Skip to main content

Nenbutsu (Chinese, Nianfo; Korean, Yombul

NENBUTSU (CHINESE, NIANFO; KOREAN, YŎMBUL

Nenbutsu, also transcribed as nembutsu (Chinese, nianfo; Korean, yŏmbul), is the religious practice in Pureland Buddhism of chanting or invoking the name of the Buddha Amida (Sanskrit, AmitĀbha or Amitāyus; Chinese, Amituo). There are many buddhas whose names can be chanted, but in practice, nenbutsu typically refers to chanting Amida's name. In Japan, the practice consists of reciting the six-character formula Namu Amida Butsu (Chinese, Namo Amituo fo), "Homage to Amida Buddha." This invocation can be spoken once or repeatedly. Commonly it is intoned as a melodic chant, but can also be uttered in ordinary intonation. It is sometimes used as an ancillary practice in meditative trance or visualization, but more frequently it is performed as an independent and self-contained practice. Buddhist liturgy, especially of the Pure Land tradition, typically contains sections or interludes of nenbutsu chanting.

Religious chanting, which was common in Buddhism from an ancient period, no doubt influenced the development of the nenbutsu. But another influence was the practice of reflecting or meditating on the Buddha. In fact, nenbutsu literally means thinking on the Buddha or keeping him in mind (Buddhānusmṛti). To that extent, it does not explicitly denote verbal activity. But since chanting sacred syllables or names often accompanied meditation, the practice of intoning the Buddha's name coalesced with the idea of keeping him in mind. Over the centuries there emerged two primary views of nenbutsu chanting: One treated it as an aid to visualizing the Buddha, which was considered a practice leading to enlightenment; the other treated it as an act resulting in birth in Amida's Pure Land paradise. The two, however, often overlapped. In Japan, the verbal practice eventually overshadowed visualization, so that nenbutsu came to mean invoking Amida's name without necessarily meditating on him, though mental awareness of the Buddha was always considered one aspect of saying his name.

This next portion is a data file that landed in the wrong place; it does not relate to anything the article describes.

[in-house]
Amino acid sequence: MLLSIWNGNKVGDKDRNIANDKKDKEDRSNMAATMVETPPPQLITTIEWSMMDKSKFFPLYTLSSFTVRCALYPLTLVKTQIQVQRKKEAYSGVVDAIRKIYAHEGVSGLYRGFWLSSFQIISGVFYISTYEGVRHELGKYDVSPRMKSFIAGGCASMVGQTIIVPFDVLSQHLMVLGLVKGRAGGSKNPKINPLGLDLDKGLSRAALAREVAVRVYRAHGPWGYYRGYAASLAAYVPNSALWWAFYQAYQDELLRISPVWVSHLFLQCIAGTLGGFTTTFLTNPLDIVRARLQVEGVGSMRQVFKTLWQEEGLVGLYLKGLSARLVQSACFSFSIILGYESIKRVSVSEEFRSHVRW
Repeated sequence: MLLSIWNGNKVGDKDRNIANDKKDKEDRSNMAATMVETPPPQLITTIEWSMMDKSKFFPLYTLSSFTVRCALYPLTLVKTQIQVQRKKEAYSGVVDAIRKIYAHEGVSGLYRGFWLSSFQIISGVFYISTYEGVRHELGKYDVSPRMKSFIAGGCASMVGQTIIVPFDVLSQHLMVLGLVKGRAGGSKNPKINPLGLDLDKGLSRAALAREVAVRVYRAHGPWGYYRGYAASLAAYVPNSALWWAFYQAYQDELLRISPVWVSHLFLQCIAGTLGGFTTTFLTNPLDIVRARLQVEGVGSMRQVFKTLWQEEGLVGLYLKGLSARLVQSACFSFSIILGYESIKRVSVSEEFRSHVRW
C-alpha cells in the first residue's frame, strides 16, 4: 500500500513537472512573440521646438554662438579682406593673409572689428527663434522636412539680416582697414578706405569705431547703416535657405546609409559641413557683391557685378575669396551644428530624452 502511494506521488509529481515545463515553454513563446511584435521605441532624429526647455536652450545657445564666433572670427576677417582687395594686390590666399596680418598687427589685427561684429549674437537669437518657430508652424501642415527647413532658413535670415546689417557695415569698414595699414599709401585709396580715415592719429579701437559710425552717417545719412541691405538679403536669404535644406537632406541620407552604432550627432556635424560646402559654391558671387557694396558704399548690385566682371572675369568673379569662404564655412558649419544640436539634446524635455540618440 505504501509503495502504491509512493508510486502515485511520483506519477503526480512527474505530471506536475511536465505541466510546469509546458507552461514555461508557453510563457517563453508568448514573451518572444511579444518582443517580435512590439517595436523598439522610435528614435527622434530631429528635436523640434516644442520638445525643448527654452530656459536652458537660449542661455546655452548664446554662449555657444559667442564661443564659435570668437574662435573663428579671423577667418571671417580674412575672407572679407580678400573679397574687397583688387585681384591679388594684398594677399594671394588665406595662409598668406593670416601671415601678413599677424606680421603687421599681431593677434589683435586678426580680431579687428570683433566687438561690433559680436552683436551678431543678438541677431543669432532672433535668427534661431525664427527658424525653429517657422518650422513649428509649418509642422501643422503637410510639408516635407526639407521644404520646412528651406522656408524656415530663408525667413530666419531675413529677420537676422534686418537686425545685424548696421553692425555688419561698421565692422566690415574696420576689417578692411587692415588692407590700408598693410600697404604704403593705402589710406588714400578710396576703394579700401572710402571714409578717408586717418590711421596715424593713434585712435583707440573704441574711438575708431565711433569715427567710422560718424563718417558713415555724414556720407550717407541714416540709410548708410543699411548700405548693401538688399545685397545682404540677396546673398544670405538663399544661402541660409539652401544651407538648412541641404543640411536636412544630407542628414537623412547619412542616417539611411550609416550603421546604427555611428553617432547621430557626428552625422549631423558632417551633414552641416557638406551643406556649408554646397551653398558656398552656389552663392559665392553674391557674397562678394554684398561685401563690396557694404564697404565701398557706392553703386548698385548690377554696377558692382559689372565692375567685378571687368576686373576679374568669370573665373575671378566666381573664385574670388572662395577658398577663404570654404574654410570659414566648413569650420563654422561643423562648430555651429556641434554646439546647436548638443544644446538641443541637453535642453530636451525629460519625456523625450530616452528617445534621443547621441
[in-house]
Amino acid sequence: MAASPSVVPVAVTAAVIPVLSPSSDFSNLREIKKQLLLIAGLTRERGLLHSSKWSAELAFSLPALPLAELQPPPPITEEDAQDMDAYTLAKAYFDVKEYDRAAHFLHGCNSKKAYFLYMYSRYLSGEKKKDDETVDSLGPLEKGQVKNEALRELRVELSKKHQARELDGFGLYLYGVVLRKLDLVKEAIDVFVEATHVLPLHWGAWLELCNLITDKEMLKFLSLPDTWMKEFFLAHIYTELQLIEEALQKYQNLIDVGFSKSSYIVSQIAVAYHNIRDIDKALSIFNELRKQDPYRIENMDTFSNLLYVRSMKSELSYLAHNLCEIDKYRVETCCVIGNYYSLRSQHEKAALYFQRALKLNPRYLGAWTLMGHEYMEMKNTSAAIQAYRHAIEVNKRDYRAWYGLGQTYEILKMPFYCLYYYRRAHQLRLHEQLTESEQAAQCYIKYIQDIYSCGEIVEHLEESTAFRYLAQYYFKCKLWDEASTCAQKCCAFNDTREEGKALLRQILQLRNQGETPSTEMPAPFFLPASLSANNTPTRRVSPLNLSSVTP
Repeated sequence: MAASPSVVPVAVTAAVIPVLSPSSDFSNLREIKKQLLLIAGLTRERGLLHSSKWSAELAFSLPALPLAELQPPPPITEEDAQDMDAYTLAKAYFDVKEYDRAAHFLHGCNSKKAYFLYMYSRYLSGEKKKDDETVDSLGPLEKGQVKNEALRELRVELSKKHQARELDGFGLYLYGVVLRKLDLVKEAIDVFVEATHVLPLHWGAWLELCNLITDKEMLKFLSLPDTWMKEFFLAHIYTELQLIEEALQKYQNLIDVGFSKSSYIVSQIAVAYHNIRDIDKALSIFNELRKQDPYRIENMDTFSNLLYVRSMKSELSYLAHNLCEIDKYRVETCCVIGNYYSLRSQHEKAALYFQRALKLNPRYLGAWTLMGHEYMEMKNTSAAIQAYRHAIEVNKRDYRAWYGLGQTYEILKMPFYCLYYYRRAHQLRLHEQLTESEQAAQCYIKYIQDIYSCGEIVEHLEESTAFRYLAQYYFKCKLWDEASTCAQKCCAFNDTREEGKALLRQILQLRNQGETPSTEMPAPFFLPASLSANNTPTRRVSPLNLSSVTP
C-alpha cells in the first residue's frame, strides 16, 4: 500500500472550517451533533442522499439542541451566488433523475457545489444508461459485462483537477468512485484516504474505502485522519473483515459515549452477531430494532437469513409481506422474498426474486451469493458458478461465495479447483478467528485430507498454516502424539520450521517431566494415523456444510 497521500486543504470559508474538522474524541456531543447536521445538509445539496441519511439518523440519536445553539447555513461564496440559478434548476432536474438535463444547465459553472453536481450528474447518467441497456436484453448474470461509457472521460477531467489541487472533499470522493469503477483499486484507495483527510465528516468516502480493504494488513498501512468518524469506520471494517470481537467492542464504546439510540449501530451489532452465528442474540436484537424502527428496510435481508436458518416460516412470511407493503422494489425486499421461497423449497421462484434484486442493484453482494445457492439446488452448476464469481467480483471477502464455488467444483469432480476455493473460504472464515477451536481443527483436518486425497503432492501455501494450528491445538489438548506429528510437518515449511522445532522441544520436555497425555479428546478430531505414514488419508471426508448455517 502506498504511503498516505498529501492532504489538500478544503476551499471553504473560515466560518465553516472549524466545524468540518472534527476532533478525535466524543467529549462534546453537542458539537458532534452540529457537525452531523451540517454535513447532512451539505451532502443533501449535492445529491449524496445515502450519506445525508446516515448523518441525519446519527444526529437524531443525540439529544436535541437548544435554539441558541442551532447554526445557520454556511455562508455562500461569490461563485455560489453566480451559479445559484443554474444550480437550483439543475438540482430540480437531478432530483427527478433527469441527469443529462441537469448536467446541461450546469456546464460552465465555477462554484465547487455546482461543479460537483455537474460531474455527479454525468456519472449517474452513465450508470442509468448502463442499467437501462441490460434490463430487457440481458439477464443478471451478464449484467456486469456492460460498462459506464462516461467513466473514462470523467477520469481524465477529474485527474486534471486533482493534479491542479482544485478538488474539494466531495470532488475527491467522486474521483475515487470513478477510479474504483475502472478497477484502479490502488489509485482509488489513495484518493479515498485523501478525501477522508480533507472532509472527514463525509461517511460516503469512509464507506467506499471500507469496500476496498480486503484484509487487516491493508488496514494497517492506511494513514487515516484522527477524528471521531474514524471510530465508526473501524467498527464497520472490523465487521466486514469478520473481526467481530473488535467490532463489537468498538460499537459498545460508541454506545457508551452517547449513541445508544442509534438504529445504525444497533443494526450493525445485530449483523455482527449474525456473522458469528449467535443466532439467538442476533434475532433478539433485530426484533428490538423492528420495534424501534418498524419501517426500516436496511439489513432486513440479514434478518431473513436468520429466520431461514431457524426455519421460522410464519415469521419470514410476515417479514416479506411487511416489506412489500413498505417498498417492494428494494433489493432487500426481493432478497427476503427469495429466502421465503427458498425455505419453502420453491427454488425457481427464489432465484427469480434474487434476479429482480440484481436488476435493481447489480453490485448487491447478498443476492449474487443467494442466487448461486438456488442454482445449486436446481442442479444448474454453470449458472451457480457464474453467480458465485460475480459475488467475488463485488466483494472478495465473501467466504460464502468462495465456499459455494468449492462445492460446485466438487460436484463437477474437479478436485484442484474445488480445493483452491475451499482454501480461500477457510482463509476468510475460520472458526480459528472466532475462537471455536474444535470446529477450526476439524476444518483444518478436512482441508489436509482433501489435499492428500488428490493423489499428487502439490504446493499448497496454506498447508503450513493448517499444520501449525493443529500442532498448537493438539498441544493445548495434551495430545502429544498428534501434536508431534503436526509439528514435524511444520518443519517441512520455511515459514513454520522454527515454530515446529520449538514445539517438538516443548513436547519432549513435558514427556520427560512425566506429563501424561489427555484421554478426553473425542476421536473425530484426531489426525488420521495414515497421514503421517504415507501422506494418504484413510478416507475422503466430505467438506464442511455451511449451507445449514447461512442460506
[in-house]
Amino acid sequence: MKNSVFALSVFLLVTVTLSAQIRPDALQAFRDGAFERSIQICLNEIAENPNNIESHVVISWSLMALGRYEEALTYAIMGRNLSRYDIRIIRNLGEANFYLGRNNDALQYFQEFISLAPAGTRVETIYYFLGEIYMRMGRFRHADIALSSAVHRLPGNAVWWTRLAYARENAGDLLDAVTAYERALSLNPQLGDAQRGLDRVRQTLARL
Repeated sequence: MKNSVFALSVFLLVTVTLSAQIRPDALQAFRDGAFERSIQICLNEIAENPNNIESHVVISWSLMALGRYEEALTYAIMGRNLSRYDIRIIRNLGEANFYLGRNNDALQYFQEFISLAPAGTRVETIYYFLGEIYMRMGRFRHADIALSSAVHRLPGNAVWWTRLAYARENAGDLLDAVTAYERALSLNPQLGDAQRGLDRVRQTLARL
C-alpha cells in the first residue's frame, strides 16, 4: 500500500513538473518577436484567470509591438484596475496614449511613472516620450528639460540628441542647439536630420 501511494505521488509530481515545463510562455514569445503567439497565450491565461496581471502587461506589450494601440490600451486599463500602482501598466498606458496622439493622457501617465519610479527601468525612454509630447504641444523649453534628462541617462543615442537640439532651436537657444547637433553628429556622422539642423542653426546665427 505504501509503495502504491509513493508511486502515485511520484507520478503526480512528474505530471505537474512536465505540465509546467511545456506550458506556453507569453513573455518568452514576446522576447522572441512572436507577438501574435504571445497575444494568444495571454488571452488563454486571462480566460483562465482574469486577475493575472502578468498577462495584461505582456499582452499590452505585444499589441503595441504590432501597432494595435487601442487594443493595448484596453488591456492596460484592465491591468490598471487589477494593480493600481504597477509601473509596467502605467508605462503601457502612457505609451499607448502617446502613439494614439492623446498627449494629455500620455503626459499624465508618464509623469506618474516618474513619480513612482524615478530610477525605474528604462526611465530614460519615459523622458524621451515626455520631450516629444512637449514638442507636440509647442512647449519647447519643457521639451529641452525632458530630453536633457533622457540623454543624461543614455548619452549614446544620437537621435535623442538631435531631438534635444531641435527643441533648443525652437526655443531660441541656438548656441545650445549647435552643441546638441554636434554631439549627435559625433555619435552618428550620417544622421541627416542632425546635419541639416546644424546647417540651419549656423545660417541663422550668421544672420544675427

See also:Buddhānusmṛti (Recollection of the Buddha); Chanting and Liturgy; Pure Land Schools

Bibliography

Andrews, Allan A. "Pure Land Buddhist Hermeneutics: Hōnen's Interpretation of Nembutsu." Journal of the International Association of Buddhist Studies 10, no. 2 (1987): 7–25.

Fujiwara, Ryosetsu. The Way to Nirvana: The Concept of the Nembutsu in Shan-tao's Pure Land Buddhism. Tokyo: Kyoiku Shincho Sha, 1974.

Hori, Ichiro. "Nembutsu as Folk Religion." In Folk Religion in Japan: Continuity and Change, ed. Joseph M. Kitagawa and Alan L. Miller. Chicago: University of Chicago Press, 1968.

Pas, Julian. Visions of Sukhāvatī: Shan-tao's Commentary on the Kuan Wu-Liang-Shou-Fo Ching. Albany: State University of New York Press, 1995.

James C. Dobbins

Cite this article
Pick a style below, and copy the text for your bibliography.

  • MLA
  • Chicago
  • APA

"Nenbutsu (Chinese, Nianfo; Korean, Yombul." Encyclopedia of Buddhism. . Encyclopedia.com. 18 Sep. 2019 <https://www.encyclopedia.com>.

"Nenbutsu (Chinese, Nianfo; Korean, Yombul." Encyclopedia of Buddhism. . Encyclopedia.com. (September 18, 2019). https://www.encyclopedia.com/religion/encyclopedias-almanacs-transcripts-and-maps/nenbutsu-chinese-nianfo-korean-yombul

"Nenbutsu (Chinese, Nianfo; Korean, Yombul." Encyclopedia of Buddhism. . Retrieved September 18, 2019 from Encyclopedia.com: https://www.encyclopedia.com/religion/encyclopedias-almanacs-transcripts-and-maps/nenbutsu-chinese-nianfo-korean-yombul

Learn more about citation styles

Citation styles

Encyclopedia.com gives you the ability to cite reference entries and articles according to common styles from the Modern Language Association (MLA), The Chicago Manual of Style, and the American Psychological Association (APA).

Within the “Cite this article” tool, pick a style to see how all available information looks when formatted according to that style. Then, copy and paste the text into your bibliography or works cited list.

Because each style has its own formatting nuances that evolve over time and not all information is available for every reference entry or article, Encyclopedia.com cannot guarantee each citation it generates. Therefore, it’s best to use Encyclopedia.com citations as a starting point before checking the style against your school or publication’s requirements and the most-recent information available at these sites:

Modern Language Association

http://www.mla.org/style

The Chicago Manual of Style

http://www.chicagomanualofstyle.org/tools_citationguide.html

American Psychological Association

http://apastyle.apa.org/

Notes:
  • Most online reference entries and articles do not have page numbers. Therefore, that information is unavailable for most Encyclopedia.com content. However, the date of retrieval is often important. Refer to each style’s convention regarding the best way to format page numbers and retrieval dates.
  • In addition to the MLA, Chicago, and APA styles, your school, university, publication, or institution may have its own requirements for citations. Therefore, be sure to refer to those guidelines when editing your bibliography or works cited list.